Printing and the heat death of the universe
By Simon Eliot
In 1901 it was calculated that Oxford University Press took in more than twice the tonnage of material that it sent out, much of the difference being accounted for by coal and machinery. The efficiency of coal was not a new concern in the printing industry. In 1880, Edward Pickard Hall, then responsible for printing Bibles at the Press, had compiled a list of the ‘Evaporative power of Different Coals’ in a notebook and had concluded that ‘Nixon’s Steam Navigation’ at 13.45 was distinctly more efficient than ‘Wyekam’ coal at 11.42. On the following page the wear and tear on printing machines — ‘including Engine, Shafting, &c.’ — had been calculated. The ‘Large Scotch Platens’ cost 14s a week, while the Rich platens cost 10s a week. Large and small cylinder machines were much cheaper at 4s and 2s a week respectively.
Any industry dependent on engines driven by coal could not avoid the consequences of processes described by that branch of physics which emerged in the nineteenth century and dealt with heat and work: thermodynamics. And what thermodynamics taught was that no process involving the use of an engine (or any form of exchange of energy) was ever one hundred per cent efficient: energy was lost or, rather, became unavailable to do useful work. Using a hydraulic image beloved of physicists at the time, energy flowed down a slope and ended up a lake which was too low to allow further flow. The ineluctable expansion of this lake was a measure of the growing entropy in the universe. As the Oxford author Balfour Stewart observed, commenting on Thomson’s work:
He has shewn that when mechanical energy is transmuted into heat by friction or otherwise there is always a degradation in the form of the energy; and inasmuch as this heat cannot be entirely converted back again into work from its diffusive nature, the final result of continually converting mechanical motion into heat will be that the amount of mechanical motion obtainable from the system will be always growing less, until ultimately all the energy has taken the unavailable form of equally diffused heat.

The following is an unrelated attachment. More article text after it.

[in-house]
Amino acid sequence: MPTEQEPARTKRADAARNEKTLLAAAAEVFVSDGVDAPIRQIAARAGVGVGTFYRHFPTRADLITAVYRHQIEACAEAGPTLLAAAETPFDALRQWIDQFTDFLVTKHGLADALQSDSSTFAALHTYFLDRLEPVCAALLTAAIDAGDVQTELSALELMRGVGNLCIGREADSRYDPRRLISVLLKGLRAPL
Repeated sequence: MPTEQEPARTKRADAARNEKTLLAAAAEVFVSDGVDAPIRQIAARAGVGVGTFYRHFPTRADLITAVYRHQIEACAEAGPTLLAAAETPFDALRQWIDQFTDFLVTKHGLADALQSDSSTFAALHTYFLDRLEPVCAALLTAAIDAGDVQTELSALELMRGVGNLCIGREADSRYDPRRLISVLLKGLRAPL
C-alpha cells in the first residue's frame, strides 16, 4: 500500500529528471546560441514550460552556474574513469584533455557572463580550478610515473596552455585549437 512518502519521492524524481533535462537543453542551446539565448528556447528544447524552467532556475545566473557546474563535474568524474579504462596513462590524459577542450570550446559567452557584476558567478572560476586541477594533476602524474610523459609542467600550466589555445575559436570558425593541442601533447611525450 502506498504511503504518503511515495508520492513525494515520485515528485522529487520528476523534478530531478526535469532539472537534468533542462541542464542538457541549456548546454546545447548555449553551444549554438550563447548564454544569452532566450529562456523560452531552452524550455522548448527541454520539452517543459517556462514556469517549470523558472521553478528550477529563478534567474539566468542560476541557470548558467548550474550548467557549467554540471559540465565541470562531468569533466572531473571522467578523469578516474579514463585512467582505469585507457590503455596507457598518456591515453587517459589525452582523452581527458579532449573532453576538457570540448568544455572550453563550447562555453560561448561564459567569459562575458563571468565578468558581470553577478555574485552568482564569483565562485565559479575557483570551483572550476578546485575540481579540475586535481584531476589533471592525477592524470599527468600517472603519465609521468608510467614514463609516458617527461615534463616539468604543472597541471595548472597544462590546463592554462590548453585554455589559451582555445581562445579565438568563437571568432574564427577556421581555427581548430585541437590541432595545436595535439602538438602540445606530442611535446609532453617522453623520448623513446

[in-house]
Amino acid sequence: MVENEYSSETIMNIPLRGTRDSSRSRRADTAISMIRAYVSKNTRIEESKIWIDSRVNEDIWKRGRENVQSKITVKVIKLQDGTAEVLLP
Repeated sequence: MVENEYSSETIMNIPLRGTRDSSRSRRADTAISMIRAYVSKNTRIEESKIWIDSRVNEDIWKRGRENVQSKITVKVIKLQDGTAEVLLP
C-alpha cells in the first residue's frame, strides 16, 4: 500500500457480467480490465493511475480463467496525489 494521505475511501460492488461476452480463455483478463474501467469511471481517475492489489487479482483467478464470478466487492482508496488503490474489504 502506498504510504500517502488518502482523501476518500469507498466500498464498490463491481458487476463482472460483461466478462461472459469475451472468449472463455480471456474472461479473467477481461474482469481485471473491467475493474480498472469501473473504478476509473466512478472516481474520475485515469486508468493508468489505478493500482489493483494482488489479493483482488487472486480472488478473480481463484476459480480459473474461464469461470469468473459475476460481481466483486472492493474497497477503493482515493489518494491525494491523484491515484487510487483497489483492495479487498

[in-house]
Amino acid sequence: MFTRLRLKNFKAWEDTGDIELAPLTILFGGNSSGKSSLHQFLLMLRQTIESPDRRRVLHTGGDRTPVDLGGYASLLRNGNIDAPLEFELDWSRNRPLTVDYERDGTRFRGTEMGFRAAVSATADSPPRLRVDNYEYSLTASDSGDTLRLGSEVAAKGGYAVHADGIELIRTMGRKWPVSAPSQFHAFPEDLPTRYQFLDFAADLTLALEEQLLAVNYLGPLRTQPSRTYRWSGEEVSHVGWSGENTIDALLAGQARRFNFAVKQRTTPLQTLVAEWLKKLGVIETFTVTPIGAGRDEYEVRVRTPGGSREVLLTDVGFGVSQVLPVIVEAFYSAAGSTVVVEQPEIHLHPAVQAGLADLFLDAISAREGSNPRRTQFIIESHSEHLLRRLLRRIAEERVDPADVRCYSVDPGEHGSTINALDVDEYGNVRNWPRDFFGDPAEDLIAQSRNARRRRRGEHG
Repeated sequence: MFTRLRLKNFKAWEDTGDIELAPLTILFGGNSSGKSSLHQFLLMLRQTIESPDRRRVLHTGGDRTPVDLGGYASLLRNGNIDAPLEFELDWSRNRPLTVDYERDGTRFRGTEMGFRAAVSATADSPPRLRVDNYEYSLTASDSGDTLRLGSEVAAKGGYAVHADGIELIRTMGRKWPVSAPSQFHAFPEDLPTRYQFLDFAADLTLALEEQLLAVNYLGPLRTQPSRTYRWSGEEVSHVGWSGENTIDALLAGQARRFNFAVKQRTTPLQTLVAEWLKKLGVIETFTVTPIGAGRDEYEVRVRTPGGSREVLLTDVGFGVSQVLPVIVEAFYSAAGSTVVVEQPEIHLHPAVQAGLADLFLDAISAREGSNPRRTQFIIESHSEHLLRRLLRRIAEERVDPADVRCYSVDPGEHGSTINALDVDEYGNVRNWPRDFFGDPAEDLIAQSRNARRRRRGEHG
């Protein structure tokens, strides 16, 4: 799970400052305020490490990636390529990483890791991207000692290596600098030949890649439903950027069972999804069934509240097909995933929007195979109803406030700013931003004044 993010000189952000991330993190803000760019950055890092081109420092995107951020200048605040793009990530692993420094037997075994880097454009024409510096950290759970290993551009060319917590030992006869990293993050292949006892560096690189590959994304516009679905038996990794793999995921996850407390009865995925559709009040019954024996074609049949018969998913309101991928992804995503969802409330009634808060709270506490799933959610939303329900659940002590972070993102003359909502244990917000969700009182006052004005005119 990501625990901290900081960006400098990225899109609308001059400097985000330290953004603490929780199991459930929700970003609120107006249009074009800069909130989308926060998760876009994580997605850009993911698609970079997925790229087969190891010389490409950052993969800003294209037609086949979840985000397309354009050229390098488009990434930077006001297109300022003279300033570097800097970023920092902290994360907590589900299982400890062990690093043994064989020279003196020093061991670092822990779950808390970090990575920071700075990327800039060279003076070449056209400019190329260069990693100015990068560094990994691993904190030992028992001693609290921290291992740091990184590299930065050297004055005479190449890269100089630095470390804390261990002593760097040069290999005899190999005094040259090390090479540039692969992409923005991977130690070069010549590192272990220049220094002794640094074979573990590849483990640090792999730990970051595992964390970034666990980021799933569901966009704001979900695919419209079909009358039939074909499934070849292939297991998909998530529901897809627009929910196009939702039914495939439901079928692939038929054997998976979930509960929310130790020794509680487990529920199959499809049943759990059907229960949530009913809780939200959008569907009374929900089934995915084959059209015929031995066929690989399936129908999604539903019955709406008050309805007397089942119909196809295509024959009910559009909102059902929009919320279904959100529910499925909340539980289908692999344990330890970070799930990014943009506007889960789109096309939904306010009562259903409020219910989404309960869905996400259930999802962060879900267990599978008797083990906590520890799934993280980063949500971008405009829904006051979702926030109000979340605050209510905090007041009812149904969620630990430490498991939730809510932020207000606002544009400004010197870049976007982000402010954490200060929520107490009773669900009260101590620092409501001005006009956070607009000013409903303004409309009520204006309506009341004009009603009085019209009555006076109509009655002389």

This was the ‘heat death’ of the Universe which H.G. Wells was to describe in The Time Machine (1895). The very OUP machines that were inefficiently using up energy were sometimes employed to print books that made the whole process vividly clear. There was Robert Edward Baynes’s Lessons on Thermodynamics published in the Clarendon Press Series in 1878, and Practical Work in Heat for Use in Schools and Colleges by Walter George Woollcombe published in the CPS in 1893. Most impressive of all was one of the first titles that emerged in the Clarendon Press Series: An Elementary Treatise on Heat by Balfour Stewart ‘Superintendent of the Kew Observatory and at Examiner at the Universities of Edinburgh and London’, first published in 1866. This went through no fewer than six editions — each adding further pages to the text — in the following 22 years: the second in 1871, the third in 1876, the fourth in 1881, and the fifth in 1888. A sixth edition, revised by R. E. Baynes, emerged in 1895.
The subject was even explored in the OUP’s night school, where the Revd. Spencer offered a lecture on ‘the properties, power etc of steam’ which was illustrated ‘by a small engine, the air-gun, & by diagrams’. Despite the audio-visual aids, Spencer’s lecture was clearly hard going: ‘The many long words & hard names, tho’ admirably explained by the lively lecturer, will, it is feared, not make a very lasting impression on the obtuse minds of some of his hearers’.
Simon Eliot is Professor of the History of the Book in the Institute of English Studies, School of Advanced Study, University of London. He is general editor of The History of Oxford University Press, and editor of its Volume II 1780-1896.
With access to extensive archives, The History of Oxford University Press is the first complete scholarly history of the Press, detailing its organization, publications, trade, and international development. Read previous blog posts about the history of Oxford University Press.
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Image credit: (1) Edward Pickard Hall (1808-86), superintendent of the Bible Press, 1861-62, 1877. (2) Balfour Stewart and Robert Baynes, AN Elementary Treatise on Heat, sixth edition, 1895 [Bodl., 1943 c. 114, 188 x 126mm]. Images from The History of Oxford University Press, courtesy of OUP Archives.